The students agreed that more preventive programs are needed to give kids a more balanced look at gang life and the effects on their families.
“Kids will listen if you talk to them,” said Harris.
Harris added that a moving part of the presentation occurred when the inmates described how they had to shower and shave in a small box-like area within their cell that was also used as a toilet.
Last year, about 100 students were taken on tours of the County Jail and Rahway State Prison on a Department of Justice Grant to see how inmates live.
G.A.P.P. has also held seminars at Brandt Middle School and Demarest High and Middle schools in September.
The New Jersey Department of Corrections classified the following seven high-profile gangs as security threats within the state’s prison system: the Bloods, Crips, Neta, Five Percent Nation, East Coast Aryan Brotherhood, Prison Brotherhood of Bikers, and The Almighty Latin King and Queen Nation.
As of June 30, 2005, New Jersey State Police estimated that nearly 17,000 gang members exist statewide. According to Drishti, violent crime amongst teens is on the rise across the state, especially among females.
School board member Carmelo Garcia, a strong advocate of the program who also played an instrumental role in bringing it to Hoboken High, was at the presentation.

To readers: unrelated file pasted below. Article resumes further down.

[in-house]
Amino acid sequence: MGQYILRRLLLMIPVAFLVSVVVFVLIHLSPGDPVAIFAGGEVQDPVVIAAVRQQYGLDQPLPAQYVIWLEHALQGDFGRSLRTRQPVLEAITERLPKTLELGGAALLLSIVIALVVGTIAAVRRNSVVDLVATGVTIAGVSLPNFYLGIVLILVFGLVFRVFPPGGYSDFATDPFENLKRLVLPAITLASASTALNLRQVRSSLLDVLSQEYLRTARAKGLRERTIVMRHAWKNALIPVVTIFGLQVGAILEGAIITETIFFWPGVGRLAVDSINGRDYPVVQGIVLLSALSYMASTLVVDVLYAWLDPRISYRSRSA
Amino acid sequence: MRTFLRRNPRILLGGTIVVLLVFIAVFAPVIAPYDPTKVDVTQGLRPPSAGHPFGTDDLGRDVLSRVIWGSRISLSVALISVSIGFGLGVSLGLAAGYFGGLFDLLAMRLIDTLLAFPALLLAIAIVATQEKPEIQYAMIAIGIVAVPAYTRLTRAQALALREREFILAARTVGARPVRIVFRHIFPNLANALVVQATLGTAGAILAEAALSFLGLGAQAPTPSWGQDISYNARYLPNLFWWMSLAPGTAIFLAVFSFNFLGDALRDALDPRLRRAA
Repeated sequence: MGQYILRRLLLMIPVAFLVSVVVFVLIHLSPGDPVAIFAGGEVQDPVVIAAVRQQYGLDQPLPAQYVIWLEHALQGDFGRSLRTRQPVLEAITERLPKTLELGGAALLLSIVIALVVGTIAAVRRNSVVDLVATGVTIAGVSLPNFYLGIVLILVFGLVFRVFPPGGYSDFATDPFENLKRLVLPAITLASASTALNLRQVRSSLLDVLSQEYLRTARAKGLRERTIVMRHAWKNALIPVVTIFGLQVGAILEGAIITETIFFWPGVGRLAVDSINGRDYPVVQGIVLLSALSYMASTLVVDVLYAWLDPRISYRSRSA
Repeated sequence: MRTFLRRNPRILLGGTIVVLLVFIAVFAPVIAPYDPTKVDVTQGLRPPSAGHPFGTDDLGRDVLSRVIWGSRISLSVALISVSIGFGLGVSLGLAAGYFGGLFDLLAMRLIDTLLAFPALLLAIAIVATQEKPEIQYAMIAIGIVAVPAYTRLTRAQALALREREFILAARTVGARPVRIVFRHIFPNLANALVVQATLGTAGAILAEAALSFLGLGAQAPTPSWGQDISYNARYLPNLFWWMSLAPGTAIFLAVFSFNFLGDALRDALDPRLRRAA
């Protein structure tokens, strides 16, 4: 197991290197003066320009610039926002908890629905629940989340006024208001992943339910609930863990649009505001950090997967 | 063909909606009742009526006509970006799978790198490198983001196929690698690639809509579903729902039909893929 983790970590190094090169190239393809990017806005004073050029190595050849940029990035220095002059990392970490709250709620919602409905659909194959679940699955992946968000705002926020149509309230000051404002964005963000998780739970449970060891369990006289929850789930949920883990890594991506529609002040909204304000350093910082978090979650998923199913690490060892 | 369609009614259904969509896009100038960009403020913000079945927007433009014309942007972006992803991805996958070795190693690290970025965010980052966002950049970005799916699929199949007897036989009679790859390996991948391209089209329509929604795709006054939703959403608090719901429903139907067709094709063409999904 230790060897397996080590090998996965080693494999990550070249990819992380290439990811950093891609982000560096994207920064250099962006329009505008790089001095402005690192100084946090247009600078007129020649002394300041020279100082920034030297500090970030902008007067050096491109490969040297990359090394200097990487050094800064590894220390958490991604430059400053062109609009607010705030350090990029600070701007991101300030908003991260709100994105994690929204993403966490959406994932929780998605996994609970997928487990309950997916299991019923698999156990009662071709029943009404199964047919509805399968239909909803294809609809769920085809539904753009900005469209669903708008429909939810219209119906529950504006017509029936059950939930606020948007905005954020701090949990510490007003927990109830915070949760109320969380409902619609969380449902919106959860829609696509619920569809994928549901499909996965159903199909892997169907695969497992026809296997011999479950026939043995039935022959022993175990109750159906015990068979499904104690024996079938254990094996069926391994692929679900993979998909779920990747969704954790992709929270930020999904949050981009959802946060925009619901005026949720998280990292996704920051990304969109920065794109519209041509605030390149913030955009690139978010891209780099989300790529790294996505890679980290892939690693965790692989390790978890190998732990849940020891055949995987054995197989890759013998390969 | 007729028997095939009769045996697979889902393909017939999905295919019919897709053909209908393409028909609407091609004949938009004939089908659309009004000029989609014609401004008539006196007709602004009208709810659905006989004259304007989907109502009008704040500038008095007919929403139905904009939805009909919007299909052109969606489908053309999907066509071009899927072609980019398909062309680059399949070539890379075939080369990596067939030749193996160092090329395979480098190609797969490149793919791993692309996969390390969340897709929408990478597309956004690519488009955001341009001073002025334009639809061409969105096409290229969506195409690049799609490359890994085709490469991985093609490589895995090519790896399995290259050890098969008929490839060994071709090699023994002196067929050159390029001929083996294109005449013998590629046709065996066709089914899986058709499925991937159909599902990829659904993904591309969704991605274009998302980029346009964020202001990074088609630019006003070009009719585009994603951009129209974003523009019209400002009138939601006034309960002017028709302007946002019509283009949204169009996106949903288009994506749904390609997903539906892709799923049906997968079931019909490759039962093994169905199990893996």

“In today’s society there’s so much peer pressure,” he said. “A lot of our children need to think about the consequences when they make that choice. This is a very preventative approach that is going to be effective and hopefully leave a longstanding impact in their minds.”
Around the state
G.A.P.P. was founded in November of 2001 by New Jersey Principal Investigator Ron Holvey to combat the escalation of gangs across the state.
The program works in accordance with the State Department of Corrections, allowing former gang members who are currently incarcerated to visit law enforcement agencies, schools, and civic centers.
First, they must successfully completing the Security Threat Group Management Unit Program at Northern State Prison, earning a minimum custody status that permits them leave the prison under security escort.
G.A.P.P. has received a $140,000 federal grant in 2006 to expand its areas of operations throughout the state.
Michael Mullins can be reached at email@example.com.